Item description for The Human Condition: Contemplation and Transformation (Wit Lectures.) by Thomas Keating...
Overview The spiritual journey, says Thomas Keating, is a journey of self-discovery, since the encounter with God is also an encounter with one's deepest self. As we come closer to God, we encounter the wellsprings of our own makeup, the hidden chambers of our personality and behavior. God calls us to live in a real world as mature people. And so, growing in God's grace is a gradual process of stepping into the light, of owning up to ourselves and becoming fully human. These reflections on contemplative life were delivered at Harvard University in 1998 in a lecture series endowed by Harold W. Wit.
Publishers Description The psychological roots of authentic spiritual life, by one of the great teachers of contemplative prayer.
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Studio: Paulist Press
Est. Packaging Dimensions: Length: 0.25" Width: 5" Height: 7.5" Weight: 0.15 lbs.
Release Date Sep 1, 1999
Publisher Paulist Press
Series Harold M Wit Lecture
ISBN 0809138824 ISBN13 9780809138821
Availability 29 units. Availability accurate as of Oct 22, 2016 03:25.
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More About Thomas Keating
Thomas Keating is the founder of the Centering Prayer movement, an author, a teacher, and a monk who has worked for many years to foster understanding among the world's religions. A member of the Cistercian Order in the Benedictine tradition, he has served at monasteries in Colorado and Massachusetts and currently directs retreats in the practice of Centering Prayer, a cornerstone of contemporary Christian contemplative practice. He is the author of numerous books, including Awakenings, The Heart of the World, Intimacy with God, and Journey to the Center. He lives at St. Benedict's Monastery in Snowmass, Colorado."
Thomas Keating currently resides in Snowmass Aspen Snowmas, in the state of Colorado.
Thomas Keating has published or released items in the following series...
Reviews - What do customers think about The Human Condition: Contemplation and Transformation (Wit Lectures.)?
absolutely great book Jan 23, 2008
As a professional therapist I thought some of the insights involving divine therapy were profound and as someone who meditates daily using Keating's concept of centering prayer has been a deeply enriching addition to my practice.
True self versus false self Mar 25, 2007
This was my first introduction to Thomas Keating. The book was recommended by a friend. The book will be relished by those who see our culture as too focused on appearances and not enough on self. Those who are wanting to "look at the log in their own eye versus the speck in their neighbor's" will find this book helpful. Short and easy to read but much fruit for reflection.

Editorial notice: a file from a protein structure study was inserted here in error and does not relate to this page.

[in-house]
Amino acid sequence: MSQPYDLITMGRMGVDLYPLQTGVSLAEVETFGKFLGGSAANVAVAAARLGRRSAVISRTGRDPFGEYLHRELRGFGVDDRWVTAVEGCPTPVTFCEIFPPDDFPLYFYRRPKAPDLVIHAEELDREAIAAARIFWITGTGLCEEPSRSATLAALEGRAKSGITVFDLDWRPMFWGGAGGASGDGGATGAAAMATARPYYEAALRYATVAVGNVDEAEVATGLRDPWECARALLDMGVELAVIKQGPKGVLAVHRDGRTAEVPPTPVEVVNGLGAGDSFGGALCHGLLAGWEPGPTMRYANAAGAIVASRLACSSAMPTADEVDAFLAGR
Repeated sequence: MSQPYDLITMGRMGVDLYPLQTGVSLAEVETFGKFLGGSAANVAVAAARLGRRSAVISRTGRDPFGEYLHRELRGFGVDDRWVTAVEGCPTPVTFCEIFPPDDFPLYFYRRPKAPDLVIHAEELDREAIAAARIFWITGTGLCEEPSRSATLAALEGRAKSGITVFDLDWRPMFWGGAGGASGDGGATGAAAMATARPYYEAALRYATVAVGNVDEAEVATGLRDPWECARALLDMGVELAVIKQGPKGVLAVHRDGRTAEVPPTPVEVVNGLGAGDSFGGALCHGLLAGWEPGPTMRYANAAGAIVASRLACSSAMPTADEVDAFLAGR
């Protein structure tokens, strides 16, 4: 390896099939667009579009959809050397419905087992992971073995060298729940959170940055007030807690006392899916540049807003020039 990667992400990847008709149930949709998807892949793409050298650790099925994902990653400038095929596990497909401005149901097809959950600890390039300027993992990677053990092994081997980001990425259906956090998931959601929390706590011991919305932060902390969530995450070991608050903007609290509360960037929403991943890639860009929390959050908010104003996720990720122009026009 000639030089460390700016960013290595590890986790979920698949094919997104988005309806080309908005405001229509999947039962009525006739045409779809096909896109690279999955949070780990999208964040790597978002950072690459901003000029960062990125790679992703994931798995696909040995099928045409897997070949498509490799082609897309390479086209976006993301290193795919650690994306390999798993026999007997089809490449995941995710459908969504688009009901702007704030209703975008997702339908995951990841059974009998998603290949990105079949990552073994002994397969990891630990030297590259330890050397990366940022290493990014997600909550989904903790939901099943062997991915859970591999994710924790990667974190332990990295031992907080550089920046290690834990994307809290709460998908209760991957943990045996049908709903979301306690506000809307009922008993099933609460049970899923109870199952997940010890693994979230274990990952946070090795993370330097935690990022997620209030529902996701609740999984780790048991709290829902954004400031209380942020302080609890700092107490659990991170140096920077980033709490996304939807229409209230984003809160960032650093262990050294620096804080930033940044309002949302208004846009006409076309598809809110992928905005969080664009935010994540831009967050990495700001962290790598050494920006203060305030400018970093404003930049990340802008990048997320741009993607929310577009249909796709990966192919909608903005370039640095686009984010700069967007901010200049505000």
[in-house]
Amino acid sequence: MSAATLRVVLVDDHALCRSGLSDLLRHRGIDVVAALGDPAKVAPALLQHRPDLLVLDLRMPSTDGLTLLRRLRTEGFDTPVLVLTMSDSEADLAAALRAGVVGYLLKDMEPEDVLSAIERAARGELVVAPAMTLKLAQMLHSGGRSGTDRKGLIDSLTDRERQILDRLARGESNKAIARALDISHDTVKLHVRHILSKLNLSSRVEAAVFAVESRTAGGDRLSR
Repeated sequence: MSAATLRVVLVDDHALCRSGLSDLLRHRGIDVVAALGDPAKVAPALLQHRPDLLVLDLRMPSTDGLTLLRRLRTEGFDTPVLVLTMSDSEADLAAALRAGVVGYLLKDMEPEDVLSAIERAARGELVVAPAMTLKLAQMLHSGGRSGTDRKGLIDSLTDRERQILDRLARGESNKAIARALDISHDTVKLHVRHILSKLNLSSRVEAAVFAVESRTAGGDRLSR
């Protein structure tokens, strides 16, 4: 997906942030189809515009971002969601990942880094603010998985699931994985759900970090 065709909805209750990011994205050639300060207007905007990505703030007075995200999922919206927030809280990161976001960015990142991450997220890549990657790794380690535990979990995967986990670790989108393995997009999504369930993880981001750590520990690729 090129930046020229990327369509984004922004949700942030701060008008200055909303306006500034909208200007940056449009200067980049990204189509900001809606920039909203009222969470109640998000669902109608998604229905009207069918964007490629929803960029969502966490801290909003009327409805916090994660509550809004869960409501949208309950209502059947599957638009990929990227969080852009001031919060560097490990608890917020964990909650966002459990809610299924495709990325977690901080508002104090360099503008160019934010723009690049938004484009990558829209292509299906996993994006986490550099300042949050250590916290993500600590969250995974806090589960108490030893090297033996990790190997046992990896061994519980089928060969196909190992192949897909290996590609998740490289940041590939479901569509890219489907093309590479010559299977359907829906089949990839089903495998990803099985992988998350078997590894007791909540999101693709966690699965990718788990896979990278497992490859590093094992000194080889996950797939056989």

Spirituality and Psychology Mar 23, 2007
Very engaging and readable discussion of deepening one's awareness of and response to God that combines spiritual tradition with psychological insights. I've given several as gifts.
the human condition Jan 9, 2007
the book came in great time and was in excellent condition. thanks
A Short, Worthwhile Read Sep 30, 2002
Here are two lectures delivered by the author at Harvard in 1997 (The foreword by Pagels is as long as this review). The first lecture's theme is '_where_ are you?', whereas the second lecture's is '_who_ are you?' Keating sees these two questions as accurately dividing the contemplative life, specifically the Christian contemplative life. His writing reminds me of Anthony DeMello.
He defines the 'where' question by beginning with the garden story as a revelation of where _we_ are. "At every moment of our lives, God is asking 'Where are you? Why are you hiding?' All the questions that are fundamental to human happiness arise when we ask ourselves this excruciating question: _Where_ am I? Where am I in relation to God, to myself, and to others? These are the basic questions of human life."
Then he goes on further, "happiness is intimacy with God, the experience of Gods' loving presence. Without that experience, nothing else quite works; with it, almost anything works."
"This is the human condition - to be without the true source of happiness, which is the experience of the presence of God, and to have lost the key to happiness, which is the contemplative dimension to life, the path to the increasing assimilation and enjoyment of God's presence." I think that summarizes in Keating's own words what he set out to accomplish in this book.
From a spiritual perspective, Keating's ideas of 'the divine therapy', our poor emotional programs for happiness, and the false self are quite good, and his descriptions are excellent. My experience with the Divine Hours confirms a good amount of what he says. With the exception of a stray comment here or there that seem to be unwarranted imports from eastern thinking at odds with Hebraic thought, much of this is solid. But the theological framework that he's housed them in is shaky at best and needs to be rethought, in my humble and transitory opinion. For a fairly good, simple correction to that problem, read 'Mysteries of Faith' by Mark McIntosh. I think both 'liberal' and 'conservative' will appreciate that work, as well as the main thrust of this one.